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Ontario Tech acknowledges the lands and people of the Mississaugas of Scugog Island First Nation.

We are thankful to be welcome on these lands in friendship. The lands we are situated on are covered by the Williams Treaties and are the traditional territory of the Mississaugas, a branch of the greater Anishinaabeg Nation, including Algonquin, Ojibway, Odawa and Pottawatomi. These lands remain home to many Indigenous nations and peoples.

We acknowledge this land out of respect for the Indigenous nations who have cared for Turtle Island, also called North America, from before the arrival of settler peoples until this day. Most importantly, we acknowledge that the history of these lands has been tainted by poor treatment and a lack of friendship with the First Nations who call them home.

This history is something we are all affected by because we are all treaty people in Canada. We all have a shared history to reflect on, and each of us is affected by this history in different ways. Our past defines our present, but if we move forward as friends and allies, then it does not have to define our future.

Learn more about Indigenous Education and Cultural Services

Understanding Events Surrounding the Wet'suwet'en Lands Dispute

The protests in early 2020 at Tyendinaga and across southern Ontario in support of the Unistot’en camp on Wet’suwet’en territory have raised questions and a desire to more fully understand this situation for many of students, staff and faculty at Ontario Tech. The Reconciliation Task Force and Indigenous Education and Cultural Services (IECS) staff recognize that the Wet’suwet’en dispute represents an important moment in Indigenous-non-Indigenous relations in Canada. We see this as an opportunity to support community learning on Indigenous land relationships, historical background and contemporary issues that lead to such disputes, and address the lack of knowledge that often leads to racism and stereotyping, in tune with our mandate to fulfill the Calls to Action of the Truth and Reconciliation Commission.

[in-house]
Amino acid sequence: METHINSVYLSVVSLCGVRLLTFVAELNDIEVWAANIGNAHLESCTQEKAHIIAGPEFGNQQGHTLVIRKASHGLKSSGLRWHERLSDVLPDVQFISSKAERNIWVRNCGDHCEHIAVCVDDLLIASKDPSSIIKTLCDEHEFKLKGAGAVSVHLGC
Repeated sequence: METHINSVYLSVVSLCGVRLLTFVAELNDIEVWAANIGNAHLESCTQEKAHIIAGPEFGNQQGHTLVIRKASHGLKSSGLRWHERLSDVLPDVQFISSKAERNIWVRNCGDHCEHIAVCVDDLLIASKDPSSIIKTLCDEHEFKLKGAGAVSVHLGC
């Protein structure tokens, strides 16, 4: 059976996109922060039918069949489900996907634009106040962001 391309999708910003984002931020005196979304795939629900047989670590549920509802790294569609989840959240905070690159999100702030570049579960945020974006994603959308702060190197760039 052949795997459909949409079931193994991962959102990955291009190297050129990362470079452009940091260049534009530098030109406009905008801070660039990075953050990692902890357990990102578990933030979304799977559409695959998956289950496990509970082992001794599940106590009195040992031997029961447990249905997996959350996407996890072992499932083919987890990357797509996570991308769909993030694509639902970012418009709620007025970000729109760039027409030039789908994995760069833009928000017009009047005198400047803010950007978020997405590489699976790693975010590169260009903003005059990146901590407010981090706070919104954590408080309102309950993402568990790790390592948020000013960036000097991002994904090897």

Together, we offer several selected resources as conversation starters that will help you bring context to sound bites and reactive, often hurtful, comments on this issue. We hope that greater understanding will contribute towards building respectful, peaceful and mutually beneficial dialogue and relationships between Indigenous and non-Indigenous peoples in our community and across Canada.

As an Indigenous student, you may be feeling vulnerable. If so, please reach out for support to

IECS programming, including cultural activities, workshops, speakers and film nights are open to all students in the Ontario Tech community. Visit the resources room at the Baagwating Indigenous Student Centre at 151 Athol Street East (beside the Charles Hall Building in downtown Oshawa) to learn more about Indigenous peoples, perspectives, histories and contemporary issues.